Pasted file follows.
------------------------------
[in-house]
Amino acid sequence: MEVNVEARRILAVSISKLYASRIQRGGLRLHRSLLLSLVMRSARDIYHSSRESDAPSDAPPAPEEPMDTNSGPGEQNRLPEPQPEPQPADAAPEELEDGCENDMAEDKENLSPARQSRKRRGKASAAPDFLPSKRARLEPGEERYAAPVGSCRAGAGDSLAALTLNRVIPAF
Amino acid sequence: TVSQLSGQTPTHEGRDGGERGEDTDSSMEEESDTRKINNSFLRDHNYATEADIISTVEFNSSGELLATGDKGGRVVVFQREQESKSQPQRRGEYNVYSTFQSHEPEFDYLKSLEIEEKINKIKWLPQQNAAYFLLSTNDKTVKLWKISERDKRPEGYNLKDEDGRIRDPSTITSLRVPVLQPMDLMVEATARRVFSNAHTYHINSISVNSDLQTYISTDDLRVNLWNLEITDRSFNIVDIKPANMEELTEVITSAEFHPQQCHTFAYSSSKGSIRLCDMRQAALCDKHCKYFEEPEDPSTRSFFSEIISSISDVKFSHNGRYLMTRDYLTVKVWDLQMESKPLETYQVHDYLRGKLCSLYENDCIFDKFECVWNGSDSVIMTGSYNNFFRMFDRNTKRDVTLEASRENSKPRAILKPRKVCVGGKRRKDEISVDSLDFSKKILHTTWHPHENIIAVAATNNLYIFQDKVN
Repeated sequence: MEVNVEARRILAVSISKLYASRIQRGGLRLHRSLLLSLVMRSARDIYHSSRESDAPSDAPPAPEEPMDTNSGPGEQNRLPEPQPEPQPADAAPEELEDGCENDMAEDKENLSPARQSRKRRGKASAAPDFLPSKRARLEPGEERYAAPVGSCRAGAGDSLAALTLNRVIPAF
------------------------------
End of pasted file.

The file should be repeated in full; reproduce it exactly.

[in-house]
Amino acid sequence: MEVNVEARRILAVSISKLYASRIQRGGLRLHRSLLLSLVMRSARDIYHSSRESDAPSDAPPAPEEPMDTNSGPGEQNRLPEPQPEPQPADAAPEELEDGCENDMAEDKENLSPARQSRKRRGKASAAPDFLPSKRARLEPGEERYAAPVGSCRAGAGDSLAALTLNRVIPAF
Amino acid sequence: TVSQLSGQTPTHEGRDGGERGEDTDSSMEEESDTRKINNSFLRDHNYATEADIISTVEFNSSGELLATGDKGGRVVVFQREQESKSQPQRRGEYNVYSTFQSHEPEFDYLKSLEIEEKINKIKWLPQQNAAYFLLSTNDKTVKLWKISERDKRPEGYNLKDEDGRIRDPSTITSLRVPVLQPMDLMVEATARRVFSNAHTYHINSISVNSDLQTYISTDDLRVNLWNLEITDRSFNIVDIKPANMEELTEVITSAEFHPQQCHTFAYSSSKGSIRLCDMRQAALCDKHCKYFEEPEDPSTRSFFSEIISSISDVKFSHNGRYLMTRDYLTVKVWDLQMESKPLETYQVHDYLRGKLCSLYENDCIFDKFECVWNGSDSVIMTGSYNNFFRMFDRNTKRDVTLEASRENSKPRAILKPRKVCVGGKRRKDEISVDSLDFSKKILHTTWHPHENIIAVAATNNLYIFQDKVN
Repeated sequence: MEVNVEARRILAVSISKLYASRIQRGGLRLHRSLLLSLVMRSARDIYHSSRESDAPSDAPPAPEEPMDTNSGPGEQNRLPEPQPEPQPADAAPEELEDGCENDMAEDKENLSPARQSRKRRGKASAAPDFLPSKRARLEPGEERYAAPVGSCRAGAGDSLAALTLNRVIPAF